Abu Dhabi, 11 February 2020 - The Prime Minister of Fiji. J.V. Bainimarama has called on delegates at the World Urban Forum to act as advocates for the urban poor both in word and in action.
The Prime Minister was speaking at the launch of one of UN-Habitat’s five Flagship Programmes – Rise Up: Resilient settlements for the Urban Poor. This Flagship will support the most vulnerable people living in slums to build their resilience to withstand the effects of climate change.
The Prime Minister said the urban poor suffered from deeply-entrenched social and institutional stigma and called for everyone to work to foster a spirit of inclusivity.
He said he was honoured to be asked to join the event by the UN-Habitat Executive Director Maimunah Mohd Sharif as they shared a “passionate advocacy for the billions of traditionally-disenfranchised voices of the world, the poor and the climate vulnerable.”
He added that it was clear that the global challenges of poverty, inequality and climate change could only be solved together.
“I look forward to watching the life-changing impact that Rise Up will have on the urban poor, on our societies, and on the world as a whole,” concluded Prime Minister Bainimarama.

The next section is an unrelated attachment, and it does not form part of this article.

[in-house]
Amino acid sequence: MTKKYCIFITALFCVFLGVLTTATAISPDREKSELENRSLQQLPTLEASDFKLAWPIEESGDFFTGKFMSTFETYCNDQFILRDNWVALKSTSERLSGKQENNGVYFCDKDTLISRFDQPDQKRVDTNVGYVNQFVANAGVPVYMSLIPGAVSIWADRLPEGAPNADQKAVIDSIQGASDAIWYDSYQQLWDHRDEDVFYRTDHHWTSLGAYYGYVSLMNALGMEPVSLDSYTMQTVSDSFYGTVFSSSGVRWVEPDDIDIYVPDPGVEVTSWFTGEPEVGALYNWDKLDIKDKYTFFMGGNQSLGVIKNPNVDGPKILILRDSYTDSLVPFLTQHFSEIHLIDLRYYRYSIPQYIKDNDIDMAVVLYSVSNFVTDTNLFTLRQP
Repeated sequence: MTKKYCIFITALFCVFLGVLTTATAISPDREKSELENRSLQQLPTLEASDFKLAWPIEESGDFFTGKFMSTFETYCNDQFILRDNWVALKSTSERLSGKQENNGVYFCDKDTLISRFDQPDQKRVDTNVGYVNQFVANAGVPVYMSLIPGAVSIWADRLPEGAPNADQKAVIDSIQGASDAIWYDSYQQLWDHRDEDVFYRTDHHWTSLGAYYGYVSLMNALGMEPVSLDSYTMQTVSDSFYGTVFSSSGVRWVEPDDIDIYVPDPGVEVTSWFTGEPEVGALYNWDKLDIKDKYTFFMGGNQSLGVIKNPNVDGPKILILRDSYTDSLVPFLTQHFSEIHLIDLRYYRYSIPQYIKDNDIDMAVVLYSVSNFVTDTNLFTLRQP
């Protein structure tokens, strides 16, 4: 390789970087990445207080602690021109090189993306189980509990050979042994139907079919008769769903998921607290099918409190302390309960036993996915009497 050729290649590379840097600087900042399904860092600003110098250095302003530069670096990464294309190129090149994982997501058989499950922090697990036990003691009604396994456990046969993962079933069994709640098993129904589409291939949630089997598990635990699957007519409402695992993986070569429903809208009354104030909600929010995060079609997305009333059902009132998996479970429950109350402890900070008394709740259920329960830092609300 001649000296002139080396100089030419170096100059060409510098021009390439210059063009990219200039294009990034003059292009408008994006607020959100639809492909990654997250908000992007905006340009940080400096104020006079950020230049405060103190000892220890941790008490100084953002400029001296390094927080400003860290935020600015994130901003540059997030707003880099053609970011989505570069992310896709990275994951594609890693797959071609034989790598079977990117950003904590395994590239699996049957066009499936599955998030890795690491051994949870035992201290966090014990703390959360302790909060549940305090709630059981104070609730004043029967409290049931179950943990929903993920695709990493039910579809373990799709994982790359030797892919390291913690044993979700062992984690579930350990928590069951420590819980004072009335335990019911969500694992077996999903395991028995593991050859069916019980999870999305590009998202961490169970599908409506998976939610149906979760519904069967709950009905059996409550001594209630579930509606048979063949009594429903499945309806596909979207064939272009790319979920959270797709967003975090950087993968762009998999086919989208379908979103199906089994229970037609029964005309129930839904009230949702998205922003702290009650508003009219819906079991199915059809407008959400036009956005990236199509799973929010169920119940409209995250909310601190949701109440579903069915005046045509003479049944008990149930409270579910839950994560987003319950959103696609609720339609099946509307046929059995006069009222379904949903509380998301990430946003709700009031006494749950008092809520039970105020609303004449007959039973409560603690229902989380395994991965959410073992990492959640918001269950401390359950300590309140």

The UN-Habitat Deputy Executive Director Mr. Victor Kisob said the current level of funding was insufficient to help vulnerable communities to effectively predict, adjust to and adopt appropriate measures to address climate change at the local level.
The Global Director of the World Resources Institute Ross Center for Sustainable Cities, Mr. Aniruddha Dasgupta cautioned that cities and systems would not succeed if the poor were not supported and urged participants to “get behind the programme”.
The Permanent Representative of Poland to UN-Habitat, Marek Rohr-Garztecki spoke about the need to work together.
“There are problems and there are ways of ameliorating them. It is a question of coming together to find the most viable and sustainable solutions, such as urban regeneration,” he said.
The founder of Slum Dwellers International Ms. Sheela warned that if the challenge of informal settlements is not addressed urgently, it will double in the next few years.
“Urban informality remains invisible and needs new champions. We must work together with cities, governments and UN-Habitat to seek inclusive and sustainable solutions,” she said.